I have so many thoughts swirling around in my head on a daily basis. Most of the time blogging gets pushed to the very back burner. It needs to become something that I develop as a habit, because writing is something that I really really like. At the age of 10, I wrote my autobiography. I still have it packed away in the basement. Every once in a while, I come across it and it gives me a good chuckle. One day when the kids find it, I’m positive they will have a good laugh too.

I have no idea if anyone is even following along, so at times it feels like I might be talking to myself. Truthfully, I don’t mind talking to myself. Sometimes I even answer myself and make myself laugh. To those people who just agreed with me…you are my people.

A few years back, I was asked a question by one of my uncles that stuck with me. He wanted to know with all the new technology…how we are documenting our kids lives?

When I was growing up we had cameras with film that you had to develop and wait for. The kids now don’t know the anticipation of waiting to see what was on that roll of film, the excitement of picking it up and ripping that envelope open. They also don’t know the disappointment when the pictures you were looking forward to didn’t turn out.

Turns out, documenting our kids lives is one of my favorite things to do.

As a Mom, I have always felt compelled to be able to give my kids a glimpse into what our house felt like when they were little. Obviously when they were really little, they wouldn’t remember anything anyways. But sometimes as you are growing up, memories become fuzzy or fade away.

I have never been, to this point at least, the mom who has shoved a camera in my kids faces constantly. I try to take pictures to document life. Taking candid shots of what is really happening, sometimes there aren’t smiles on faces…maybe there aren’t even faces in the photo.

He was literally on that bench when I went to snap the photo. They move soooo fast.

I also try my hardest to get in the photos with the kids. The angle that I have to hold the phone and be able to press the button to take the photo (with these very small hands I was blessed with) can make for the most unflattering double chin. The urge to delete the photo is strong, but I keep them because I know the kids will want to see and remember my face too.

I don’t have very many printed photos of the kids, except in frames around the house. I also do not have very many photo books of them either. However, I did take monthly photos of each of them during their first year, and I had a dry erase board that I filled out on their monthly milestones.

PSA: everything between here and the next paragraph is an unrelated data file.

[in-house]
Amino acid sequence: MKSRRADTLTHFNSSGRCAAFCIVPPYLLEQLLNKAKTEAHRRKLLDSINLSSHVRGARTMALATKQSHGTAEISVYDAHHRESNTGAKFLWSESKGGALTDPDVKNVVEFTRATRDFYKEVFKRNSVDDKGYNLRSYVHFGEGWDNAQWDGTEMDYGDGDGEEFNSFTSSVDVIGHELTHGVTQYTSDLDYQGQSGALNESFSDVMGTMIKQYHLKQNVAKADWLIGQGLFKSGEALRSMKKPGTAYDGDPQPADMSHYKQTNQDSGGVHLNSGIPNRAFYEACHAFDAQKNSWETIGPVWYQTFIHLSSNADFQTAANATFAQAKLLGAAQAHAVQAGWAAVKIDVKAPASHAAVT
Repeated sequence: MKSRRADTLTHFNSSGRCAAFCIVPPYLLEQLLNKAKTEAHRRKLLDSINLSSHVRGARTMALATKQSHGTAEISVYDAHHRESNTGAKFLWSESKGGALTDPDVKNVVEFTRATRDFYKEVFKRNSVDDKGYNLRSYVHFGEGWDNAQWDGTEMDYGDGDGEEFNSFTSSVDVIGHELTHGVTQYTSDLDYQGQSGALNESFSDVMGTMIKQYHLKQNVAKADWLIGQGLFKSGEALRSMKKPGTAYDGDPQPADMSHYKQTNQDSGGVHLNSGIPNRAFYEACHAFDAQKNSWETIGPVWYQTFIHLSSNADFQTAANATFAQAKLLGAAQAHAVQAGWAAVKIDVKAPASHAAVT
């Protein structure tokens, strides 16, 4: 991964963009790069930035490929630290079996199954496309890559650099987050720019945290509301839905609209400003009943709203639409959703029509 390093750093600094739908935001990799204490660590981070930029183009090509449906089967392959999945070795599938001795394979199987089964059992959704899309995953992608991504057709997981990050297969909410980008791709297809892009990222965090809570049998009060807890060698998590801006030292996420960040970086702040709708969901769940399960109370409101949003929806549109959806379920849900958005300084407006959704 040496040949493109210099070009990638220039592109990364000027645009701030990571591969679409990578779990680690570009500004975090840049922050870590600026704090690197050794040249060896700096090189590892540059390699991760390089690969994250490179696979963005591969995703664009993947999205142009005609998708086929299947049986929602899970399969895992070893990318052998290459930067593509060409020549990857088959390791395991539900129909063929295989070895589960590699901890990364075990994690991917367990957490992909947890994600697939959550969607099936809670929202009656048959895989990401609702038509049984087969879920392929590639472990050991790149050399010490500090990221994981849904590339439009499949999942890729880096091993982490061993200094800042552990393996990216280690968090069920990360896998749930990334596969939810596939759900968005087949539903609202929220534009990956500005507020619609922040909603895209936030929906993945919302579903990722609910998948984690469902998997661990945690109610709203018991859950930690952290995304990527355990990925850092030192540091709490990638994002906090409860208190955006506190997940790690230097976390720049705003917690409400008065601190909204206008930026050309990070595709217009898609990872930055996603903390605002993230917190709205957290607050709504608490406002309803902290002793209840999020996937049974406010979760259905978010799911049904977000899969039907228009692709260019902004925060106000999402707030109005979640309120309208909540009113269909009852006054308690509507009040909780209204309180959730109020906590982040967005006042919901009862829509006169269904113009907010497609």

With all that, I made a book for each of their first 12 months of life. They love looking at those books!

I also created an email address for each kid after they were born.

Throughout the years, I have wrote them emails here or there. Sometimes it’s a quick note to tell them that I love them, sometimes it’s a funny story of something they did or said, sometimes it’s an update on the first or last day of school, and sometimes it’s an explanation on a pandemic or state of the world. People have asked me when I will turn these email addresses over to the kids for them to read. I honestly don’t have an answer for that, but trust I’ll know when the time is right.

I was blessed to have a set of truly great parents. Parents that always made parenting seem like they had it covered, like they were stable. As I grew up and got into my 20’s + 30’s, I started to wonder why I always felt less stable than they made life look. I know the truth now. It wasn’t easy, they weren’t anywhere near as stable as I perceived them as a kid.

My hope with these emails is that they can have my first hand account of struggles they didn’t know about, giving them context to life and even world events. An account of what life was truly like. Hopefully it will give them the confidence to know that just like us, they can do it too!

When each of my kids were approaching 1, I asked some people closest to them to write them a letter.

One of my favorite things to come across as a grown adult is a handwritten note, maybe I’m alone on this. Seeing a handwritten note to me transports me back to a different time. It can be my own handwriting from when I was quite a bit younger or the handwriting of someone who isn’t with us anymore.

I just ran across the card my parents gave to me the day they dropped me off at college. Each parent wrote a note in that card in their own handwriting. Reading that note today, as a parent, gives me way more context as to exactly how they were feeling.

One day when the kids get older they will have a letter from each of my parents, my sister, their godparents, their dad and I. Each in our own handwriting telling them, in each persons very special way, just how incredible it was that they were born.

These are just some of the ways that I have attempted to document life for my kids. In hopes that one day, they will have a good idea of what our family was like to fill in those fuzzy memories.

How do you document your kids lives?